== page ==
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Beyond Outreach: Evolving Legal Aid at Halton Community Legal Service

In an interview for a recent Law Times article[1] I expressed the view that one of the main objectives of the legal health check-up (LHC) approach is to establish outreach in order to identify people with unexpressed legal need and to provide pathways along which people can travel to obtain help with legal problems. I have written about this in previous reports[2] The intermediary – clinic partnerships and the legal health check-up questionnaire are the means of identifying unmet legal need and the working relationships between the legal clinic and community groups are the pathways to justice. The LHC has been effective but the approach to legal aid at the Halton Community Legal Service (HCLS) is evolving beyond outreach.

A significant number of new clients are coming through the LHC process through organizations other than the partner intermediary groups with which HCLS developed formal relationships. This means that knowledge of the legal health check-up is diffusing throughout the broader community. Many community groups are becoming aware of it through the grapevine and are using it.

HCLS has recently implemented a secondary legal consultation service. Secondary consultation is a service in which professional legal advice is made available to service providers in the community. Any community organization can contact a lawyer at HCLS to obtain legal advice about an issue a service provider has encountered assisting one of their own clients. The legal assistance is provided to the community organization to help its staff provide better service to their own clients. The uptake for this service has been encouraging. Since the service began in the fall of 2016[3], 50 community organizations have made over 130 requests for legal advice. This is important because we know how legal problems are inherent aspects of many everyday problems, problems that may first come to the attention of other service providers in the community. Brief legal advice provided to service providers early on may be an effective early intervention strategy, dealing with problems before they become complex legal issues and the individuals become direct legal aid clients. Up to this point, housing services for the poor, mental health services and health care providers have been the most frequent users of secondary consultation.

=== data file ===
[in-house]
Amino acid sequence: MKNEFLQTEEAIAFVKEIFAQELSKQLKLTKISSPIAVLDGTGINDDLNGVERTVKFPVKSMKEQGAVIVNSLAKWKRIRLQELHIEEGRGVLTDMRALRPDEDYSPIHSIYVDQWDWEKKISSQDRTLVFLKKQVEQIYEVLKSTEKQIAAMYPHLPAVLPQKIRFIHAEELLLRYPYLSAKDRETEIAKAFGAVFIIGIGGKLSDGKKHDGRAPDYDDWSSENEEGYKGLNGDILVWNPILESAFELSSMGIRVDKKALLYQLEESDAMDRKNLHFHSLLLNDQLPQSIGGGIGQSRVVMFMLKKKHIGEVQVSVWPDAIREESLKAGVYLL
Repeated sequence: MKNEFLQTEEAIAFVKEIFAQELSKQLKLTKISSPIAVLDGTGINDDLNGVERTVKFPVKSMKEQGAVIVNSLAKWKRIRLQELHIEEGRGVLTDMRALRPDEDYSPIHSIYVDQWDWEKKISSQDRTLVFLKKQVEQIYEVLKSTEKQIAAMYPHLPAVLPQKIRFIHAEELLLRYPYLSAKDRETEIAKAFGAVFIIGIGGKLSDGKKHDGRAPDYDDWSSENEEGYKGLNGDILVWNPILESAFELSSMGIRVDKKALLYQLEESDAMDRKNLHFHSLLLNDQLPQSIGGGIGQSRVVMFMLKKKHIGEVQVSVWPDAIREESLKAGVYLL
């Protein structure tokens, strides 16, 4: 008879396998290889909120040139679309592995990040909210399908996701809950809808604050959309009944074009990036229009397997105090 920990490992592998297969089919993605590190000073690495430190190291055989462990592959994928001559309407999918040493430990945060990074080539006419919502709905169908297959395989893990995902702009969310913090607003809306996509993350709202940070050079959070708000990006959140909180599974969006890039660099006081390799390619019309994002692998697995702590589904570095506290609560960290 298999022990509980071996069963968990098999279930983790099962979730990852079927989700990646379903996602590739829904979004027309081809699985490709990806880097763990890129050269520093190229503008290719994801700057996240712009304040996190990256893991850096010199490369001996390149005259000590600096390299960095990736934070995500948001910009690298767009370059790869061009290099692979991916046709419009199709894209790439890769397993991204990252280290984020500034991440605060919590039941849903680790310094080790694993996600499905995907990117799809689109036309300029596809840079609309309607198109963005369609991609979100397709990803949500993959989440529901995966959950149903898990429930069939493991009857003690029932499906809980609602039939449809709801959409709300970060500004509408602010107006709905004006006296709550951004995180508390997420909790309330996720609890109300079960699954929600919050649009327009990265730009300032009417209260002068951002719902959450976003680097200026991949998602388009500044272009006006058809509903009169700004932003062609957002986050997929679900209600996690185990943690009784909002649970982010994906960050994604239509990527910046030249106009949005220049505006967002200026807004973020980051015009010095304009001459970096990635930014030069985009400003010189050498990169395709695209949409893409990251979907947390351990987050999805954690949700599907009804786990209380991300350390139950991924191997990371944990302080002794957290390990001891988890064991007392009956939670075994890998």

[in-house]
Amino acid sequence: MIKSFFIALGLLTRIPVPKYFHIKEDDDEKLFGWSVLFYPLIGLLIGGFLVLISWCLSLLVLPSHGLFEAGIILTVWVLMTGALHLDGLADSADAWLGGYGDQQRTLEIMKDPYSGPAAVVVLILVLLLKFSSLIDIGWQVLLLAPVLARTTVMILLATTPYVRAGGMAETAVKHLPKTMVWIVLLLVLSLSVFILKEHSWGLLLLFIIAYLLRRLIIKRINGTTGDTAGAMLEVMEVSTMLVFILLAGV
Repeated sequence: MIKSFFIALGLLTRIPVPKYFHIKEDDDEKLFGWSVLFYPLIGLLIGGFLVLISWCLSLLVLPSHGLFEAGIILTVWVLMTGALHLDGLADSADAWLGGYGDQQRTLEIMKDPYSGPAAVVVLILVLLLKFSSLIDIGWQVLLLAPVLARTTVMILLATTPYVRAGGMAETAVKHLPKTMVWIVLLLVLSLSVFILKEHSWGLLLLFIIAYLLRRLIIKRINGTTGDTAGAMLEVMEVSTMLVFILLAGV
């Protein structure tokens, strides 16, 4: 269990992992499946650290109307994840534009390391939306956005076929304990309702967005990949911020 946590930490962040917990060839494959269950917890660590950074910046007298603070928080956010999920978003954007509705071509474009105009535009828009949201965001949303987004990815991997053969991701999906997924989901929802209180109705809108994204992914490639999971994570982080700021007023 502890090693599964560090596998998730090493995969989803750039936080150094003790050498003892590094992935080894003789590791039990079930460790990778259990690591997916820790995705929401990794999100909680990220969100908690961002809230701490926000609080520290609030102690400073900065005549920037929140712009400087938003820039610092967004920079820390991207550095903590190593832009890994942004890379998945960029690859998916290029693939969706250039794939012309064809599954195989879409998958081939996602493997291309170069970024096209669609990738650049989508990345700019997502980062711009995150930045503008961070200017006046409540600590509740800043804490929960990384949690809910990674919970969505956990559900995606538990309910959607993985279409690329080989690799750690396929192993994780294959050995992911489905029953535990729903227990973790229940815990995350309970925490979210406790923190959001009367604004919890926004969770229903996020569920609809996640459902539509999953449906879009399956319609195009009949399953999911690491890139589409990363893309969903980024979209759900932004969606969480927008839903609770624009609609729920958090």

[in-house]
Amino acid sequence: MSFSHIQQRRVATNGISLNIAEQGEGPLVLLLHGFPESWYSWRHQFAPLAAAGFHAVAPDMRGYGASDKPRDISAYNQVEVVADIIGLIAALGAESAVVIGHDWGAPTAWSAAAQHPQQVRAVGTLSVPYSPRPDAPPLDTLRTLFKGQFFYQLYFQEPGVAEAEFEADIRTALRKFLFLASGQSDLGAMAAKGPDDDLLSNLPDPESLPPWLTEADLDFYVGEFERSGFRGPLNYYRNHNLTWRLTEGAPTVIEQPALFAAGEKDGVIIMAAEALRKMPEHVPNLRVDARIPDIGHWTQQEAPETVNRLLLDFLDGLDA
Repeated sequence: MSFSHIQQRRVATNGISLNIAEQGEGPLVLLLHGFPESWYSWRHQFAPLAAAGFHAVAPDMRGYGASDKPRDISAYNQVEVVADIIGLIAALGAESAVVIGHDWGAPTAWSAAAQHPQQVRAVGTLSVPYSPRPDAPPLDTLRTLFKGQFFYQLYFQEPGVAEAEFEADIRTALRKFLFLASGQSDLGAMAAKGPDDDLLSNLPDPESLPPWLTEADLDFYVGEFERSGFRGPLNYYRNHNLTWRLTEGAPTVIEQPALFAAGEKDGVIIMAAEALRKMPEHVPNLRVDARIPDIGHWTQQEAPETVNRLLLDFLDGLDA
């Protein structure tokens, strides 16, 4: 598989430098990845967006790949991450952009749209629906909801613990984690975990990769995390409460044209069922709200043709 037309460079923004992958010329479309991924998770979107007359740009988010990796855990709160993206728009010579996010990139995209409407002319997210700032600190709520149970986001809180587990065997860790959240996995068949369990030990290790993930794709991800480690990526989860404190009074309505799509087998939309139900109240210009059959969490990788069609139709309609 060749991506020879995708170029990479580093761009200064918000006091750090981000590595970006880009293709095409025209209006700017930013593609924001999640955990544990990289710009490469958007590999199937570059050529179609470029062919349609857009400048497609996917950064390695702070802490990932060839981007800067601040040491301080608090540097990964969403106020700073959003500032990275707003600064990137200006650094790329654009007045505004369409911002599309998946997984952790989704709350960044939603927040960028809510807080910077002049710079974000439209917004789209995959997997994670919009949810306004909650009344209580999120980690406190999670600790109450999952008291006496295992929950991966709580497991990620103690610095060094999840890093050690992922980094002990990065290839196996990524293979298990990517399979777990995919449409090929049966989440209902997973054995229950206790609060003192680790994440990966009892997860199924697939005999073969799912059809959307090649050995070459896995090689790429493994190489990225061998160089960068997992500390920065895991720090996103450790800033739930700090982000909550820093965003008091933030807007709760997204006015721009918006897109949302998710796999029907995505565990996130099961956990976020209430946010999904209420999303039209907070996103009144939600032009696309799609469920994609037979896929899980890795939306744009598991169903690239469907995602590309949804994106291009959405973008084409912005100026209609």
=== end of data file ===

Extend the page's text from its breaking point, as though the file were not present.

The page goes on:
As the legal health check-up and secondary consultation evolve, HCLS is receiving numerous requests from community organizations for public legal education sessions, requests by community organizations to become involved in research on poverty issues, and to work with problem-solving or therapeutic courts in the Halton Region. Like the legal health check-up that has diffused throughout the community and secondary consultation that has attracted a wide range of users, the community is coming to HCLS and HCLS is reaching out to the community.

The type of legal aid service evolving at HCLS involves more than adding outreach to identify unmet legal need, although it is doing that well. It is more than secondary consultation and early intervention, although this is very promising. Legal aid at HCLS is becoming woven into the fabric of the community. Outreach to community organizations is evolving into partnerships between the Halton clinic and community groups based on the recognition of an identity of interests. It appears that legal aid is coming to be commonly understood within the community as part of the common enterprise of fighting poverty, contributing its unique and highly specialized skills to the public good.

– Ab Currie, Ph.D.
Senior Research Fellow, Canadian Forum on Civil Justice
Research Consultant, Halton Community Legal Service

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[1] Project Looks at the Needs of Disadvantaged Ontarians, Law Times, (May 1, 2017) at p 4

[2] Ab Currie, Ph.D., Extending the Reach of Legal Aid: Report on the Pilot Phase of the Legal Health Check-Up Project (March 2016) and Ab Currie, Ph.D., Engaging the Power of Community to Expand Legal Services to Low-Income Ontarians (March 2017). Both reports accessible at www.cfcj-fcjc.org/a2jblog or at www.haltonlegal.ca See also Ab Currie, Ph.D., The Sub-regional Rollout of the Legal Health Check-up (January 2016) at www.legalhealthcheck-up/bundles/pdf.subregionalrolloutreport

[3] HCLS began promoting secondary consultation in the fall of 2106 although there was a preliminary trial launch in May 2016.

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